Show artwork for Meet Your Chorus: Milo Hartill


Meet Your Chorus: Milo Hartill

A self-identified ‘silly bean’, Milo Hartill is excited to be taking on the role of chorus member 1 in Cyrano, and trying to passively and directly influence the play’s narrative to go in a less tragic way.

By Melanie Sheridan

I am a silly bean to be honest. A giggling, high-energy 21-year-old baby! I love to perform and am super excited to be taking on the role of 1 in Cyrano, and couldn’t think of a better show to be in for my mainstage debut. I model and do a lot of drag/burlesque when I am not acting. I like to advocate for Black Lives Matter and try to be a voice for people within the Black, fat and queer communities, in the modelling and performing world, and I’m happy to be able to represent at MTC!

Tell us about your character

1 is nurturing character in Cyrano, caring so dearly and deeply for Cyrano and Roxanne in the journey the play takes, and using food and music as a tool in doing this. Throughout the action, 1 becomes pretty exhausted by the hurt Cyrano inflicts on herself, acting as a friend trying to talk her out of the dark place. 1 is an affectionate friend who gives to those around her, serving their best interest in the story throughout. She can, however, be pretty stern and tough, which often leads to a laugh with the other chorus members in the show.

How do you embody your character?

In a lot of my embodiment of character I am taking up space with my body and voice, and taking on physical stances and positions of certainty and knowledge, often trying to win battles about the direction of the narrative, and what is required of the other characters to make this a story worth telling.

Costume certainly helps, specifically shoes for finding character and how they take up space on the stage, and how they do this alongside the other characters. Getting to wear my show shoes in rehearsals (some humble low-top librarian Doc Martens), and feeling my inner school teacher trying to passively and directly influence the narrative to go in a less tragic way: it helped me find out a lot about how I inhabit 1. Speaking with conviction and certainty has been my friend in finding 1, as has speaking to the other chorus members, who are working to steer the narrative in the way they think serves the story the best.

What creative challenges does the role present you as an actor?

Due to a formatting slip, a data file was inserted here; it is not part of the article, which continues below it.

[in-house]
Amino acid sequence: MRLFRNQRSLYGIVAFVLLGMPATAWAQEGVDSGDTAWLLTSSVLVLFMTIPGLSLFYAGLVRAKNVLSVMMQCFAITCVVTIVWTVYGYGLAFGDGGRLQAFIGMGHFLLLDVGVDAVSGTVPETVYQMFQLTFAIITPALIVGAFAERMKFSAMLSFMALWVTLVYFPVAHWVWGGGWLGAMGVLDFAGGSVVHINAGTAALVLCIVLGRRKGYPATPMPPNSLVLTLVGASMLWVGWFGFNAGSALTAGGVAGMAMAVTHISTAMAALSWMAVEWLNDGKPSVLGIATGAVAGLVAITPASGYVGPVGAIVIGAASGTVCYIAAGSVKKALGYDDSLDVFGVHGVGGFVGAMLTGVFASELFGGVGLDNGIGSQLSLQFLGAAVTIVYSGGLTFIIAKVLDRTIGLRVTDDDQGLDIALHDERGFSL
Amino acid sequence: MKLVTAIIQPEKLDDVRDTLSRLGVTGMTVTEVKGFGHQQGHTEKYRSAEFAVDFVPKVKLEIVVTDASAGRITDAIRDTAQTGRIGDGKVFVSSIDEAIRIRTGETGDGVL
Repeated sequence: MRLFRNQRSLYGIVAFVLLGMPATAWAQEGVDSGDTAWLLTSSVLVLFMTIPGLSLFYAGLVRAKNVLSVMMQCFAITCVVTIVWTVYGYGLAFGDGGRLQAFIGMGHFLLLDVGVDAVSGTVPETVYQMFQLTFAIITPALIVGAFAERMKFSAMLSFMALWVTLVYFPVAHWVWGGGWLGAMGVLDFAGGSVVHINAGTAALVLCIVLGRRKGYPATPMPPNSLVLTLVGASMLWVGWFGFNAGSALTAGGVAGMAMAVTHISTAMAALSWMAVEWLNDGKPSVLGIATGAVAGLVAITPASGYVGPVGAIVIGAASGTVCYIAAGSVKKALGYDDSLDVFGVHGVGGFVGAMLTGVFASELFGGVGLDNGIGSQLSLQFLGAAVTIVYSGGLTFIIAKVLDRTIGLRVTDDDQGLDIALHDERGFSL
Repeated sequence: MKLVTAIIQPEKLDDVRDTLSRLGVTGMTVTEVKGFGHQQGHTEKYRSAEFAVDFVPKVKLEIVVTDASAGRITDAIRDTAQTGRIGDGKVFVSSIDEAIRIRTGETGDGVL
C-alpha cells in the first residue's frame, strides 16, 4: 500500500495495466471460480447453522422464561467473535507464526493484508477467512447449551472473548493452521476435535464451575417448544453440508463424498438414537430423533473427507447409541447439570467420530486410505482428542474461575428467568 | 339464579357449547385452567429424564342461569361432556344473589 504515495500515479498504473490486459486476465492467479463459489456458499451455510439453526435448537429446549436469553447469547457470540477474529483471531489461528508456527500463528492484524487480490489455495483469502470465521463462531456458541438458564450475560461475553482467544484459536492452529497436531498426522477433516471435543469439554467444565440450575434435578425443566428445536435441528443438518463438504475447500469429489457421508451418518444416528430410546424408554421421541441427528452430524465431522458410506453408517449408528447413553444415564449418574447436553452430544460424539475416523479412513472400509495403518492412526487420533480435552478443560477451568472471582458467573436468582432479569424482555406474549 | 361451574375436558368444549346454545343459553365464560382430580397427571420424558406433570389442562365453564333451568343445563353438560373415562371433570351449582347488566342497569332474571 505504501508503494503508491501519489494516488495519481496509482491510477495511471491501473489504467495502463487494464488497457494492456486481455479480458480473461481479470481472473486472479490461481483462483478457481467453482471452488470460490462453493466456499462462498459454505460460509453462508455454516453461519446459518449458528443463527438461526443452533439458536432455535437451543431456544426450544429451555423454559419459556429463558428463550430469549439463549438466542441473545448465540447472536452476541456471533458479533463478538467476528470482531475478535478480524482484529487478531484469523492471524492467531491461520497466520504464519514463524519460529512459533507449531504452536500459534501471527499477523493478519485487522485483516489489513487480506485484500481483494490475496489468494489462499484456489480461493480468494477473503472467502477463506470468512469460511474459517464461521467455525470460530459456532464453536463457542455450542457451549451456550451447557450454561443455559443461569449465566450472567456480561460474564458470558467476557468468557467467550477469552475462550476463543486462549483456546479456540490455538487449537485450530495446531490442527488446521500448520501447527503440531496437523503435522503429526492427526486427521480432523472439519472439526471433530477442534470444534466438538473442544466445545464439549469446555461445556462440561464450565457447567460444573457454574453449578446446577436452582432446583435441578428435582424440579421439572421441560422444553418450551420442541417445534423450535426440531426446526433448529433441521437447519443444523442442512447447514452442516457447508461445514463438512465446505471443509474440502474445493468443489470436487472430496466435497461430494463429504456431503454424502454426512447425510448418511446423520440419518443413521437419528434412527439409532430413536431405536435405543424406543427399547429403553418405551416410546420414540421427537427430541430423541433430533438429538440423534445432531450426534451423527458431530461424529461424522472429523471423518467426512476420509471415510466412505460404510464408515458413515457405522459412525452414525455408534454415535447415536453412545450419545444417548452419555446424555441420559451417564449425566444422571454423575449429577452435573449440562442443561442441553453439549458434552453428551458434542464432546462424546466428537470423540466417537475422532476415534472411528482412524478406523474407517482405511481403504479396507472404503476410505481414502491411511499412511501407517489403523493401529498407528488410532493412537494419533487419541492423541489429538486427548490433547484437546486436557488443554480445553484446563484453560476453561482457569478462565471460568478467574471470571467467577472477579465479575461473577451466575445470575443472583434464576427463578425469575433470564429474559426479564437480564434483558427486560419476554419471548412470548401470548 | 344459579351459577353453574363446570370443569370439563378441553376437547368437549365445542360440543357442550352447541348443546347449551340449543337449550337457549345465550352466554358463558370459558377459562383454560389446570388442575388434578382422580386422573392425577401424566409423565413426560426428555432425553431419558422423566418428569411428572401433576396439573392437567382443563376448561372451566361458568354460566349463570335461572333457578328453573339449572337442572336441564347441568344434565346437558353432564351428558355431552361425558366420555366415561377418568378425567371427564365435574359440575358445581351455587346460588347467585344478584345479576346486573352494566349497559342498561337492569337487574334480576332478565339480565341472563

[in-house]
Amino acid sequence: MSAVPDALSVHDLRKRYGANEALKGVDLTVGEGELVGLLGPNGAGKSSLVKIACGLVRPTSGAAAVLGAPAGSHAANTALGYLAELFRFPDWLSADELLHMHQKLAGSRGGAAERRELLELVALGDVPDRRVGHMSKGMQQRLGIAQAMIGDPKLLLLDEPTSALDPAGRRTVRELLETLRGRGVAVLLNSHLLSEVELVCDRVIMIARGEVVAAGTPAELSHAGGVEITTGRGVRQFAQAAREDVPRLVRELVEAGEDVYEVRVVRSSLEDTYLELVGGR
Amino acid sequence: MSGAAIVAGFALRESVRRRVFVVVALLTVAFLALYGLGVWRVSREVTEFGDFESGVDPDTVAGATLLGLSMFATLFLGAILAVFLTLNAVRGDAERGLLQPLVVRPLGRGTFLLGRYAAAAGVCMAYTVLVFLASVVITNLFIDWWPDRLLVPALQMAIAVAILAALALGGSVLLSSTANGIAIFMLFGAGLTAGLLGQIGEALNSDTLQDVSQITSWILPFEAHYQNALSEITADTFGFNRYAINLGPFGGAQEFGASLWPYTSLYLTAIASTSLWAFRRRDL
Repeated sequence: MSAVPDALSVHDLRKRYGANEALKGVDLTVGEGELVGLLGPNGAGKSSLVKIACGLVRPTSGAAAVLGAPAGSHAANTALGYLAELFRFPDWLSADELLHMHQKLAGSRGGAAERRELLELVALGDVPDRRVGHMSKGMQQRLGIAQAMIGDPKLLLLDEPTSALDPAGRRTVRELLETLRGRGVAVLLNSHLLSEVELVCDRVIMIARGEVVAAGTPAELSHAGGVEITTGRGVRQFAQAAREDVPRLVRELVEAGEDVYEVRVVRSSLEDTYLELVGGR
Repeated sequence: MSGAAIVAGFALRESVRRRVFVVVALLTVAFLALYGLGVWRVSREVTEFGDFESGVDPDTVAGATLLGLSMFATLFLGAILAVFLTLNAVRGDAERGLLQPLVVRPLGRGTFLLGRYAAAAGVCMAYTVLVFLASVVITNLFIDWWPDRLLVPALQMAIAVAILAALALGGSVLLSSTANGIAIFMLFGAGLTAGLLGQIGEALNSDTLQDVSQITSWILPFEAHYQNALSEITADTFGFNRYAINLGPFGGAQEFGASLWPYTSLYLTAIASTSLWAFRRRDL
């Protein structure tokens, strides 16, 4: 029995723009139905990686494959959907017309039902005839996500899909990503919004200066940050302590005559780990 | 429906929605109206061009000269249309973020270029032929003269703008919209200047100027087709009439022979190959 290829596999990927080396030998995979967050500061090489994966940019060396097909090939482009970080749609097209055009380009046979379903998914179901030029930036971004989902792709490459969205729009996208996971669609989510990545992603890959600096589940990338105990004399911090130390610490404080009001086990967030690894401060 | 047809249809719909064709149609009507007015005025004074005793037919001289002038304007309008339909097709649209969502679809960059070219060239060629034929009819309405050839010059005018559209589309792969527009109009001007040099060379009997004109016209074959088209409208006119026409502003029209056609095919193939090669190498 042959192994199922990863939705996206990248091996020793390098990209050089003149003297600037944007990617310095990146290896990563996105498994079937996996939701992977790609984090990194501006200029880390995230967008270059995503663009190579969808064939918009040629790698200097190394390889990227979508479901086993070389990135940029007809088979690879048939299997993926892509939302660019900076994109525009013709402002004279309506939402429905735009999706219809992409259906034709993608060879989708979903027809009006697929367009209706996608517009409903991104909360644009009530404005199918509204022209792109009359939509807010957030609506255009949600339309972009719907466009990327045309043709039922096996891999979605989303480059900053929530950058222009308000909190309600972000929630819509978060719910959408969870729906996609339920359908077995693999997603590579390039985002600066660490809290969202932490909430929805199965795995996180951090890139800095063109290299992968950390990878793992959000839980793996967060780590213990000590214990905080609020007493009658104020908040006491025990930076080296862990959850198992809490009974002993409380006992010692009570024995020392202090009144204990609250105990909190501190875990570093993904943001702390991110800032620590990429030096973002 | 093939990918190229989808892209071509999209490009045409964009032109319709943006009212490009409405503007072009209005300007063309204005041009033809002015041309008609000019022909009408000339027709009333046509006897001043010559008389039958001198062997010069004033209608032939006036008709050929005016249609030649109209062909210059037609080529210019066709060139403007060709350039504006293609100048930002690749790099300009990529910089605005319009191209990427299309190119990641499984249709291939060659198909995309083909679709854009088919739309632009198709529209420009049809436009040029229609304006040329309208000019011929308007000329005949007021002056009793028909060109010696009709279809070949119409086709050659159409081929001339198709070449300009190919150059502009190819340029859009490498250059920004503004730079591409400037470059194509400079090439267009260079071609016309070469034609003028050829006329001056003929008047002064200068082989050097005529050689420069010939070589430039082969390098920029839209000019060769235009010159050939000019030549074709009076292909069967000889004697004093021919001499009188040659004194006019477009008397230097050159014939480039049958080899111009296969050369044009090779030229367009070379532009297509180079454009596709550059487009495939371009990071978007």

Whether it be a year on Zoom, or being in a room with such incredible actors and people, taking on a role with a lot of authority and self-assured knowledge has been a bit challenging throughout the rehearsal process, especially having to step up to this role in a room where I often feel like a silly sausage a lot of the time. Working with [director] Sarah Goodes and developing language around the character that makes sense to me, and learning from watching and asking the others in the rehearsal room, has been helpful with overcoming this. Big shout-out to the cast; you da best!


I really love to laugh, and making other people laugh has always been something that has brought me joy


Taking up space in the room vocally and physically, in a post/present Zoom world, has also been more challenging than I initially thought, as we are used to making ourselves smaller for the Zoom box. We are working on this throughout with Sarah’s direction, trying to serve the text and other actors as best we can and working with a vocal coach in rehearsal.

I also have a major ‘resting stressed face’ problem! It’s kind of like ‘resting bitch face’ but with more angst. My ‘resting’ and ‘in thought’ faces consist of a scrunched face and furrowed brows, but the less I have to have thinky thoughts (which seems to relax as we continue with the rehearsals process), the less this is an issue. I’m working through this by having more thinky thoughts at home hahaha, and having quicker communication with our director and creatives in the room!

What made you want to be an actor? 

It’s all a bit blurred now but I knew I was gonna perform from a pretty young age. I always liked being on stage, and who doesn’t like a bit of attention and applause? But my first performance when I knew this was IT for me was my year 5 talent show, where I sang Car Wash dressed as Austin Powers! I went to a performing arts high school in Perth and then WAAPA and am currently in my third year of a Musical Theatre BFA at the Victorian College of the Arts.

I really love to laugh, and making other people laugh has always been something that has brought me joy. In what other career do you get to do that, and truly get to make people relate and feel represented? I hope that through performance as well, I can continue to make people feel represented on screens and stages, being a plus size, queer, mixed-race Black actor.

Published on 27 July 2021

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